How  does the old saying go?: “You can’t choose your relatives.” True enough. Yet we  who call ourselves by Christ’s name also cannot choose the objects of our love.  For Christ frees us not to choose, but to love. In Christ we are freed for our  neighbors’ sake. Christian freedom is not the power to choose, but the power to  love.

So  imagine that! Freedom is more than my right to decide. Freedom in Christ is  God’s gift for neighbor love. Now that changes everything After all, our  desperate world needs us to share Christ’s freedom to love in our homes, at city  hall and in the marketplace. So what do you say? This Fourth of July let  Christian freedom ring. Let it ring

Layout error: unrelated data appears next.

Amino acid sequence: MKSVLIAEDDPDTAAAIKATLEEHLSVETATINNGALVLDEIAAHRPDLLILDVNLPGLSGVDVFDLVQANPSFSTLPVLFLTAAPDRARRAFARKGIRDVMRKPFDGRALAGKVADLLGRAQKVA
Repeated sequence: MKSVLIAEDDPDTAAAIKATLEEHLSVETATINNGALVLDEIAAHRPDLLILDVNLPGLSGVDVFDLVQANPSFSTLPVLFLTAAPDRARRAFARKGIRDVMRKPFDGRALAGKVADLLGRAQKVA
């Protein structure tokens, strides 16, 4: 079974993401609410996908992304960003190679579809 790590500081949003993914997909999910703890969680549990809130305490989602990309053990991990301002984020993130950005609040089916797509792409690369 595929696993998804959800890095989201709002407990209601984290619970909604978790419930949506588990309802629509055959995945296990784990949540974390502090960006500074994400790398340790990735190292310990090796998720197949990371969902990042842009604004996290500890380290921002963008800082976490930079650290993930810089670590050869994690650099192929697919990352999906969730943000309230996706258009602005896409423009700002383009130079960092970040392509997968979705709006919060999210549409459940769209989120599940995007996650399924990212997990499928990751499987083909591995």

A  Message from,  David  Schnasa Jacobsen   brought  to you by Grace Lutheran Church, Web and Park Street, Mountain View,  Arkansas.  For prayer or more  information, contact Pastor Kenneth Taglauer by email: [email protected].  A Pass it On Project